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Sunday, August 21st, 2016

The Catch 22 of low interest rates, fat debt

Some people want to know why the Bank of Canada would consider raising interest rates when high consumer debt levels are such a threat. Still others wonder why the central bank doesn’t just go ahead and do it to discourage borrowers from taking on more than they can handle.

The answer, of course, is that the Bank of Canada looks at a lot of things in terms of overall conditions and policy, notably its inflation target of 2 per cent

The central bank has been warning for months now that high consumer debt is worrisome, and very risky for those who can’t juggle the costs when interest rates inevitably rise further. Yesterday, a deputy governor at the Bank of Canada explained why, as one economist has put it, policy makers have left the pantry open while saying ‘hands off the cookie jar.’

Agathe Côté gave an audience in Kingston, Ont., a lesson in how low rates can juice a sputtering economy, by boosting lending and spending, and how that creates its own risks. But there, she warned, borrowers and their lenders should be the ones exercising caution.

“The bank recognizes that low interest rates, while necessary to achieve our inflation target, create their own risks,” she said. “Prudence on the part of individuals and financial institutions is the first line of defence against these risks. Supervision of financial institutions can also be effective in limiting excessive concentration of risk. The development and use of selected macroprudential tools constitute another line of defence.”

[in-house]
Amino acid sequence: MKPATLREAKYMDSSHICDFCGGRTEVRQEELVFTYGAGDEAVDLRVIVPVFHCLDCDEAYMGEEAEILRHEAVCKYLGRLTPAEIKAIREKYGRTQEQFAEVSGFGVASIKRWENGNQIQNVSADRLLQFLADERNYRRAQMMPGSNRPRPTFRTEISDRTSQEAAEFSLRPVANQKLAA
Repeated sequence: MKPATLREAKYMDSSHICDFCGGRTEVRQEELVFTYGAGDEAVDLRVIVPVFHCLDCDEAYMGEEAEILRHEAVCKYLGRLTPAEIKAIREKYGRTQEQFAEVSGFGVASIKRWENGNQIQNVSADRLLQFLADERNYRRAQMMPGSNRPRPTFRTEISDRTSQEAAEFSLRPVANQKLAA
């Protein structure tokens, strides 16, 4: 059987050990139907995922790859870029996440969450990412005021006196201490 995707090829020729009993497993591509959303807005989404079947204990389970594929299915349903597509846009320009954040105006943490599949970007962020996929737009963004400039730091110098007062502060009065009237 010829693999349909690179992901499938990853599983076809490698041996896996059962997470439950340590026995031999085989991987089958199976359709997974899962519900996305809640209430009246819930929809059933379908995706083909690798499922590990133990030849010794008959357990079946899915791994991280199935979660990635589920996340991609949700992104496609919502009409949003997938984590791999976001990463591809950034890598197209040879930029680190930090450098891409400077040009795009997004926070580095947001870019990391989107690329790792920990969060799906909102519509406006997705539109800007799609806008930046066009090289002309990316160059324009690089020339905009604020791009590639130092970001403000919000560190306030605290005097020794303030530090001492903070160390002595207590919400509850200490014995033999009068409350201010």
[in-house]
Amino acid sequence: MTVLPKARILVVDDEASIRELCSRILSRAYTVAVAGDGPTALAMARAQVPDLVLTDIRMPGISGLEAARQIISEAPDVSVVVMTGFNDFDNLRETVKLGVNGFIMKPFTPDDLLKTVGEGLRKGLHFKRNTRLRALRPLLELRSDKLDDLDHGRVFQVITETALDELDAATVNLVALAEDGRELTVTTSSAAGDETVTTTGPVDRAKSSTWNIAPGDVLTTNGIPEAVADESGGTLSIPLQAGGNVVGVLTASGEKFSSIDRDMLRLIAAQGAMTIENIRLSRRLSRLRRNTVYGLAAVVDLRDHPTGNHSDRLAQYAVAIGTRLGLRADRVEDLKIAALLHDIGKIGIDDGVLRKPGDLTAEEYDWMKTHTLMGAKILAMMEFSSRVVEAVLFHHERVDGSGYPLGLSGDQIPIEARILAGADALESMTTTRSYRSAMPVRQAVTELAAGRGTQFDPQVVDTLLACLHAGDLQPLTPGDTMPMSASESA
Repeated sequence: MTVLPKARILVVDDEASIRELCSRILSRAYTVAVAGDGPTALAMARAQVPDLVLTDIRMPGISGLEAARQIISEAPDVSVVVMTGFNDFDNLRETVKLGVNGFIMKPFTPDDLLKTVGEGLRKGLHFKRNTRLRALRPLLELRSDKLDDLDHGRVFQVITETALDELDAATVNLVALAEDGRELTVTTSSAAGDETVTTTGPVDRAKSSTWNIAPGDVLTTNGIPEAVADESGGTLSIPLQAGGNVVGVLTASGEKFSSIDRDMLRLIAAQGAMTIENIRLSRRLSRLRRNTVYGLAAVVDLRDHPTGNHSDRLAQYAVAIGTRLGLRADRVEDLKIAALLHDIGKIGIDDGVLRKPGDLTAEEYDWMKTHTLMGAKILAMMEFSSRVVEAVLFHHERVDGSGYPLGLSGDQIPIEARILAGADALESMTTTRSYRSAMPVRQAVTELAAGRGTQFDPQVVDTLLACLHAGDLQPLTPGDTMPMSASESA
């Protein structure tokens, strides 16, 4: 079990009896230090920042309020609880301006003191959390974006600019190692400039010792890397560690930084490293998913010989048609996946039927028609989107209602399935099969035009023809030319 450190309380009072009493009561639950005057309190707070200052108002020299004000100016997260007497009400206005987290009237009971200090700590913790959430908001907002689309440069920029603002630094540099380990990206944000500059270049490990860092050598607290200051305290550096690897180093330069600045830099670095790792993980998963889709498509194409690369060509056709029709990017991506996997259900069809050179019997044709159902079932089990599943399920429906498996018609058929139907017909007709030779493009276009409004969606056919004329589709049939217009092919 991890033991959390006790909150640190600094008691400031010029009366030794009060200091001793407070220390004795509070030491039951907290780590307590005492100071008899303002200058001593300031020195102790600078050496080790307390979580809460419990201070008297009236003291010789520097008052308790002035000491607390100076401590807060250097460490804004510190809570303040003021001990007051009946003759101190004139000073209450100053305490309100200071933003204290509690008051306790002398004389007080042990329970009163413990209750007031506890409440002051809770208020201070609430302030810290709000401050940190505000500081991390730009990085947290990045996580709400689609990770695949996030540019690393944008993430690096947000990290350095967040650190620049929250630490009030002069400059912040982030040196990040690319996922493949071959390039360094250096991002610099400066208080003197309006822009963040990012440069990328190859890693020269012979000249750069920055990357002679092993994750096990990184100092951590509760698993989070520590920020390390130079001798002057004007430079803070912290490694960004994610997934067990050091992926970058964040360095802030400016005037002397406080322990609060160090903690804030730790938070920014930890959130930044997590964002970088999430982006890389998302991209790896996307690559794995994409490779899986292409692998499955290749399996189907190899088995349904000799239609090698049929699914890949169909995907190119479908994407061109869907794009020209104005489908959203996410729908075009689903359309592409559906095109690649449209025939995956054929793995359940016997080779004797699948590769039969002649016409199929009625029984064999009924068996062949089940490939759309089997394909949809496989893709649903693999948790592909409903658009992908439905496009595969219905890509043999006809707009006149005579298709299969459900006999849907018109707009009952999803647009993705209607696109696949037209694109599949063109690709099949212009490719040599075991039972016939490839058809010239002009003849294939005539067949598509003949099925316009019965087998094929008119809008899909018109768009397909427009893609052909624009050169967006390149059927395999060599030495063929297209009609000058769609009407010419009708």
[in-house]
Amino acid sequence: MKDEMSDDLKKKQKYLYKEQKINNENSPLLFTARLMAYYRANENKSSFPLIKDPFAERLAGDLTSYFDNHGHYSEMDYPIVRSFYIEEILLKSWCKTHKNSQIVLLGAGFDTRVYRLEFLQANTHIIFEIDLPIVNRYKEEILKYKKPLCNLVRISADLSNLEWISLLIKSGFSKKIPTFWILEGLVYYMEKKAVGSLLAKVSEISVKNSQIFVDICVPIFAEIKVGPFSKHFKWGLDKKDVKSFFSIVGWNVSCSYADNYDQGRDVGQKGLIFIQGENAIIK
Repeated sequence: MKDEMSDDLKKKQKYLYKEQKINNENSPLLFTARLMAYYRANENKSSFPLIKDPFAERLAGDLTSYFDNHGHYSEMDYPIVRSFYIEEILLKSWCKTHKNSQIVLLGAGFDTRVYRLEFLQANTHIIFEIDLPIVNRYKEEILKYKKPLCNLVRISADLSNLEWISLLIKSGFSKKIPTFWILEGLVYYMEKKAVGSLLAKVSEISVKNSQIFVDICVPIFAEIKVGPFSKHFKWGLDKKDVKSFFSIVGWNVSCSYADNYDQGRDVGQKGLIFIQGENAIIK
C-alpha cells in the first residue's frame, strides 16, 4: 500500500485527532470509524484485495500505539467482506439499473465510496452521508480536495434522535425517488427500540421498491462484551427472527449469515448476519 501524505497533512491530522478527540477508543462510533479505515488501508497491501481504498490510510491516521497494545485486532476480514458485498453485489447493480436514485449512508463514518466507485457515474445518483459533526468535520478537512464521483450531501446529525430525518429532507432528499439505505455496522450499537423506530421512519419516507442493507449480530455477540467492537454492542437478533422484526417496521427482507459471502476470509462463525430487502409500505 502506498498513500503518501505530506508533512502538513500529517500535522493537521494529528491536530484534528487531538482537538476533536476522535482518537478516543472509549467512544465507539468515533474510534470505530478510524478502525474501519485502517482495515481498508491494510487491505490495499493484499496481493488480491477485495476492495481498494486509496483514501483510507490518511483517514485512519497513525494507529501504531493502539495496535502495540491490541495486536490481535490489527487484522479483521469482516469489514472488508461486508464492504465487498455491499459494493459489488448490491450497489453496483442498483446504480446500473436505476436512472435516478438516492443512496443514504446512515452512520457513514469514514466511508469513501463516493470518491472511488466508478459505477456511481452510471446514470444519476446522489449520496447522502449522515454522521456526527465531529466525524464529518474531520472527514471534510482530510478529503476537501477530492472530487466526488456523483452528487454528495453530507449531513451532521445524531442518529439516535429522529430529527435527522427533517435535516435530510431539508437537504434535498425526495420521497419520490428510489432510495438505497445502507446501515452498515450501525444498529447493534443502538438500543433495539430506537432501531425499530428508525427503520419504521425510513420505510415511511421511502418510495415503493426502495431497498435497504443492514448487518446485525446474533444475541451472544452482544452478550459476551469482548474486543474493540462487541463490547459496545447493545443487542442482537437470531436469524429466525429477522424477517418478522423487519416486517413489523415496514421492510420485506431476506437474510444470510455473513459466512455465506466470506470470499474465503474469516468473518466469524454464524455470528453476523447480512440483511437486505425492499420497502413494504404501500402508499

Household spending, representating about 60 per cent of demand in Canada, was crucial in getting the country out of recession, but now household finances have become “increasingly stretched.”

Ms. Côté noted, as others have before her, that household debt has surged at twice the pace of personal disposable income since the depths of the recession. It now stands at 148 per cent of disposable income. Coupled with low rates, rising house prices and home-equity loans have also led to the growth in credit, and, in turn, spending.

These high debt levels are now a threat. If things go south, a shock could spread through the economy.

“Some have asked if increasing interest rates poses such a threat to households, why raise them?,” Ms. Côté said. “Yet others have asked if household debt is such a concern, why not raise rates and discourage borrowing?”

The “cornerstone” of monetary policy in Canada is its inflation target. “In setting interest rates to achieve the inflation target, developments in household finances need to be weighed along with all the other factors influencing economic activity and inflation. Canadian monetary policy is set for overall macroeconomic conditions in Canada.”

Ottawa has already brought in stricter mortgage rules, she noted, and the Bank of Canada’s three rate hikes since the recession’s end have served as a reminder to borrowers that cheap money won’t last. That has started to have an impact.

“The BoC can only hope that its message is not being lost on deaf ears,” senior economist Pascal Gauthier of Toronto-Dominion Bank said after Ms. Côté’s speech. “At 148 per cent … and rising, the debt-to-income ratio is but one measure underscoring the need to pay close attention. By our calculations, economic and financial fundamentals suggest that a more sustainable debt-to-income ratio would lie around 138-140 per cent. Nonetheless, if debt grows in line with income, a policy response would not be needed. However, if debt outpaces income for another sustained period of time, targeted regulatory tightening may well be required to more firmly nudge households towards a more prudent path.”

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